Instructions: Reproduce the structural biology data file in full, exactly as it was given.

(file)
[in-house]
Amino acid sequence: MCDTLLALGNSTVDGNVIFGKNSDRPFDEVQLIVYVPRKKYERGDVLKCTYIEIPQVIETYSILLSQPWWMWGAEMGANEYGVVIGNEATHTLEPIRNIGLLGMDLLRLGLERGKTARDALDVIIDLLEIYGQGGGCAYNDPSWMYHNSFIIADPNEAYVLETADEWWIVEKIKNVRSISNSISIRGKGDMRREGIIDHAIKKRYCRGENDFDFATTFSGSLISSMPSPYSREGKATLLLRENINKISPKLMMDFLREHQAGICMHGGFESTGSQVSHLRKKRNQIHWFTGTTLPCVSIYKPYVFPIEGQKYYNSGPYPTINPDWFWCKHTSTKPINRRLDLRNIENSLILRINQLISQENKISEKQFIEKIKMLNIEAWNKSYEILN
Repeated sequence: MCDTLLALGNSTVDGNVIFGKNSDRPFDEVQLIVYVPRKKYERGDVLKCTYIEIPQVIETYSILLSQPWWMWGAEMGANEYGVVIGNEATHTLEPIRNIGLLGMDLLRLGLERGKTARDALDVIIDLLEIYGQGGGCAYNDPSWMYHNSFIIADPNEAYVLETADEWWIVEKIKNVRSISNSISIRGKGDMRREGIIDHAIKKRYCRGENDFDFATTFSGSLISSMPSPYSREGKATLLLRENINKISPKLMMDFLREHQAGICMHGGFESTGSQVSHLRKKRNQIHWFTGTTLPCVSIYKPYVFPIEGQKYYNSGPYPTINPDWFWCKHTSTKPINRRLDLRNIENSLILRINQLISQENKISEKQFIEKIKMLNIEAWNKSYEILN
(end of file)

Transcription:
[in-house]
Amino acid sequence: MCDTLLALGNSTVDGNVIFGKNSDRPFDEVQLIVYVPRKKYERGDVLKCTYIEIPQVIETYSILLSQPWWMWGAEMGANEYGVVIGNEATHTLEPIRNIGLLGMDLLRLGLERGKTARDALDVIIDLLEIYGQGGGCAYNDPSWMYHNSFIIADPNEAYVLETADEWWIVEKIKNVRSISNSISIRGKGDMRREGIIDHAIKKRYCRGENDFDFATTFSGSLISSMPSPYSREGKATLLLRENINKISPKLMMDFLREHQAGICMHGGFESTGSQVSHLRKKRNQIHWFTGTTLPCVSIYKPYVFPIEGQKYYNSGPYPTINPDWFWCKHTSTKPINRRLDLRNIENSLILRINQLISQENKISEKQFIEKIKMLNIEAWNKSYEILN
Repeated sequence: MCDTLLALGNSTVDGNVIFGKNSDRPFDEVQLIVYVPRKKYERGDVLKCTYIEIPQVIETYSILLSQPWWMWGAEMGANEYGVVIGNEATHTLEPIRNIGLLGMDLLRLGLERGKTARDALDVIIDLLEIYGQGGGCAYNDPSWMYHNSFIIADPNEAYVLETADEWWIVEKIKNVRSISNSISIRGKGDMRREGIIDHAIKKRYCRGENDFDFATTFSGSLISSMPSPYSREGKATLLLRENINKISPKLMMDFLREHQAGICMHGGFESTGSQVSHLRKKRNQIHWFTGTTLPCVSIYKPYVFPIEGQKYYNSGPYPTINPDWFWCKHTSTKPINRRLDLRNIENSLILRINQLISQENKISEKQFIEKIKMLNIEAWNKSYEILN